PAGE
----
Accueil > Actualités > Séminaires > Séminaire de Kate Snow


Titre : Modelling Antarctic Bottom Water and North Atlantic Deep Water Overflows
Nom du conférencier : Kate Snow
Son affiliation : ANU, Camberra
Laboratoire organisateur : LOCEAN
Date et heure : 17-09-2014 11h00
Lieu : UPMC, 4 place jussieu, Paris 5e, salle de réunion LOCEAN, tour 45/55, 4eme étage
Résumé :

Today we are receiving the visit of Kate Snow and Alice Barthel, who will give us two half-length seminar on deep overflows and jet-topography interactions.

Antarctic Bottom Water (AABW) and North Atlantic Deep Water (NADW) control the abyssal limb of the global overturning circulation and play a major role in oceanic heat uptake and carbon storage. However, current general circulation models are unable to resolve the observed AABW and NADW formation and transport processes. One key process, that of overflows, motivates the need for overflow parameterizations. Most existing parameterizations have been designed with NADW overflows in mind, which differ significantly from the source regions and overflows in the Antarctic region. Given that testing of overflow schemes in the Antarctic region is ad hoc, a sensitivity study of both AABW and NADW properties to three current parameterizations is presented using a coarse resolution ocean-sea ice model within a realistic-topography sector of the Atlantic Ocean.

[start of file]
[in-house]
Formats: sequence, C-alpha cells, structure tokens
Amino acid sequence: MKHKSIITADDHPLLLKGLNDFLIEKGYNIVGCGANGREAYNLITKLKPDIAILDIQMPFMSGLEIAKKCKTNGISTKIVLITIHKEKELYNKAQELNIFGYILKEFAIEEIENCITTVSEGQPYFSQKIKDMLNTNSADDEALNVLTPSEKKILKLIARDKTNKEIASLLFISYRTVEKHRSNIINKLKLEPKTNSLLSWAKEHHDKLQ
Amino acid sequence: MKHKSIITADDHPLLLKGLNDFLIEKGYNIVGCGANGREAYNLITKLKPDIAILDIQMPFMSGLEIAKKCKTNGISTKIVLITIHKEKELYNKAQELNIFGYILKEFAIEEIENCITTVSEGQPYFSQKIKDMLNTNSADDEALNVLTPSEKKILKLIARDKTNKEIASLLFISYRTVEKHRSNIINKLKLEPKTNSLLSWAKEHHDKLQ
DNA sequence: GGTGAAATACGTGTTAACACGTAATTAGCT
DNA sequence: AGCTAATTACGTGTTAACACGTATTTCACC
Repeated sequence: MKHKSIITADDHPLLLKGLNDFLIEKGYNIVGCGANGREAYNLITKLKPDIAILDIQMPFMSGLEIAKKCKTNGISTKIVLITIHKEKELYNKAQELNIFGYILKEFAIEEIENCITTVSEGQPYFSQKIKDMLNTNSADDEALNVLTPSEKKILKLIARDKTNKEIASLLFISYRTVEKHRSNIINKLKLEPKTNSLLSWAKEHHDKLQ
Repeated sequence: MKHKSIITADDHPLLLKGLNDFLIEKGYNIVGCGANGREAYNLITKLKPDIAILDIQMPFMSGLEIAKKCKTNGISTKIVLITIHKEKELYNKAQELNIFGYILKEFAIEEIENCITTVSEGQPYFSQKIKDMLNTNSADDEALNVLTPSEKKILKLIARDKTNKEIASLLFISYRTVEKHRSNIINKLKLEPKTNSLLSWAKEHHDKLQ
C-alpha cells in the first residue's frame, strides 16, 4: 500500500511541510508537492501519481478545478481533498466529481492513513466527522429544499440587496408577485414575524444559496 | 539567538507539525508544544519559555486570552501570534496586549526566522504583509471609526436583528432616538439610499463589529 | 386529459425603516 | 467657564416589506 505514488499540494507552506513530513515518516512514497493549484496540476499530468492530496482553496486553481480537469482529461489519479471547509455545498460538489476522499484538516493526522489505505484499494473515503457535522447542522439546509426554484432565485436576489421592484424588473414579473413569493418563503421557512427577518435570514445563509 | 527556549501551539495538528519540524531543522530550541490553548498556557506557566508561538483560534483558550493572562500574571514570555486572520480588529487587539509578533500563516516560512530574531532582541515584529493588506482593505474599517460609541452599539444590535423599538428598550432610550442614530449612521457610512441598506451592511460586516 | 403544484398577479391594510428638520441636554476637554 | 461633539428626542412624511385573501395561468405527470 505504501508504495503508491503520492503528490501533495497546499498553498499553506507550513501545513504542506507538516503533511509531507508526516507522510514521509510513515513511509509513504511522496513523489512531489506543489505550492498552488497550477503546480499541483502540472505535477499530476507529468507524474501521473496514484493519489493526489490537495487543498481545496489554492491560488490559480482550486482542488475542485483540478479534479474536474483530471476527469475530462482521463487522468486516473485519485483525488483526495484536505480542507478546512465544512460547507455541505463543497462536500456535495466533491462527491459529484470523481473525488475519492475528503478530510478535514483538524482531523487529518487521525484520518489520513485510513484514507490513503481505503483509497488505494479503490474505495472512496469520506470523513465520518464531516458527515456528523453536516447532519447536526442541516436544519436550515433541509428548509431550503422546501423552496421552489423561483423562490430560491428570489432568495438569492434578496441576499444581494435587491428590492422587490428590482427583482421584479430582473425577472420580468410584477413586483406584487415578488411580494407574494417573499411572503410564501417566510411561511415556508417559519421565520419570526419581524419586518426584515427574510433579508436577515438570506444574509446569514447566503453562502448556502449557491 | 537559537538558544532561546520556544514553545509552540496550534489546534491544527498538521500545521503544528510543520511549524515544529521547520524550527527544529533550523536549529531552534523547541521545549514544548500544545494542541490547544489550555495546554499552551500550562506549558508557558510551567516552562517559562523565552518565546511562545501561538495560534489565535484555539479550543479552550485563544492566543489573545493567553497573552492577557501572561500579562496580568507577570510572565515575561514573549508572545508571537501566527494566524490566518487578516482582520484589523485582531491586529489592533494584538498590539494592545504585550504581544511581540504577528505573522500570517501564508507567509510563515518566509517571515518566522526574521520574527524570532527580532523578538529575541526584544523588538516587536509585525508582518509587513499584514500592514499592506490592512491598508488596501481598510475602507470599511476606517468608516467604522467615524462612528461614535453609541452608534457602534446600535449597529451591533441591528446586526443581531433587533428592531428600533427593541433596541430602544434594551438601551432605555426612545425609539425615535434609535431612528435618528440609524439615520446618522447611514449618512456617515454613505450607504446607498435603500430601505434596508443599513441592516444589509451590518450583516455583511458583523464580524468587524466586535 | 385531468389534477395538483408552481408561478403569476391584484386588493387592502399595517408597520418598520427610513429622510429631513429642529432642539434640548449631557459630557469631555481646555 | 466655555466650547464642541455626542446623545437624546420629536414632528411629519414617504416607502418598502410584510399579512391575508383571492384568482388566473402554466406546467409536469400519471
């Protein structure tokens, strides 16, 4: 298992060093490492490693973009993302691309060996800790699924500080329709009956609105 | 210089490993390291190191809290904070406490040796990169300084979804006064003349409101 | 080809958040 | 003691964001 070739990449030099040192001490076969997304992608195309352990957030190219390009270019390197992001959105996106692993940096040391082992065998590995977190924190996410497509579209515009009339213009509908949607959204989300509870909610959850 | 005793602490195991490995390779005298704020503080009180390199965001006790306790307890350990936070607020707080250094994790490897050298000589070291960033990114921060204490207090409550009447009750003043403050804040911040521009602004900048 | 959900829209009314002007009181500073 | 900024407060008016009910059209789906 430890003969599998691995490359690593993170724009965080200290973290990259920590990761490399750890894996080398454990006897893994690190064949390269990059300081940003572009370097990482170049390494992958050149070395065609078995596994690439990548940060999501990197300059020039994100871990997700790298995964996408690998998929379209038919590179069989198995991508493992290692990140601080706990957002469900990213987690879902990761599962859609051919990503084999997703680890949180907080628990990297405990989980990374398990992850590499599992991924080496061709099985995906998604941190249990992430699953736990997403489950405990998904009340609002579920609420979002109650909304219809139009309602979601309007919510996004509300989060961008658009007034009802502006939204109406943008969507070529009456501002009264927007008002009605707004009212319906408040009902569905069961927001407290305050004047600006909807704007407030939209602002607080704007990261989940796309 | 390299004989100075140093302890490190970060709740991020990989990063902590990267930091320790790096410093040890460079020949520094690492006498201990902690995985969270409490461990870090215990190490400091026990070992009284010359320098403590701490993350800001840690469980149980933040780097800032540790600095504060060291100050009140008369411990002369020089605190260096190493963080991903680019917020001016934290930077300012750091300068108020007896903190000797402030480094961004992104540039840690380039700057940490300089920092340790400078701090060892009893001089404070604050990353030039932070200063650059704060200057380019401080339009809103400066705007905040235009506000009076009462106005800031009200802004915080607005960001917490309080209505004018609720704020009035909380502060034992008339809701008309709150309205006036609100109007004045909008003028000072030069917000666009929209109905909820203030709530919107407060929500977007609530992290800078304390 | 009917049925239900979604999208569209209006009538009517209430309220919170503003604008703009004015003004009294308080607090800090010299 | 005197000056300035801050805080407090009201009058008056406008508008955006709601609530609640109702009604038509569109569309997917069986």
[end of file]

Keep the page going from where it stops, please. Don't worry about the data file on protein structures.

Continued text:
Overflow parameterizations that affect only tracer equations are compared to a fully dynamical Lagrangian point particle method. Despite the improved dynamics within the Lagrangian method, steep Antarctic continental slopes spanning only 2-3 grid cells at 1 degree resolutions restricts the influence of the parameterization on AABW. Overall, no current overflow parameterization is able to significantly impact AABW circulation and properties compared to the effects provided for NADW. An overflow parameterization involving partial convective mixing of tracers is most efficient at transporting dense NADW water downslope. Such a parameterization leads to a maximum mean increase in density in the north of 0.027 kg/m^3 and a decrease in age of 525 years (53%).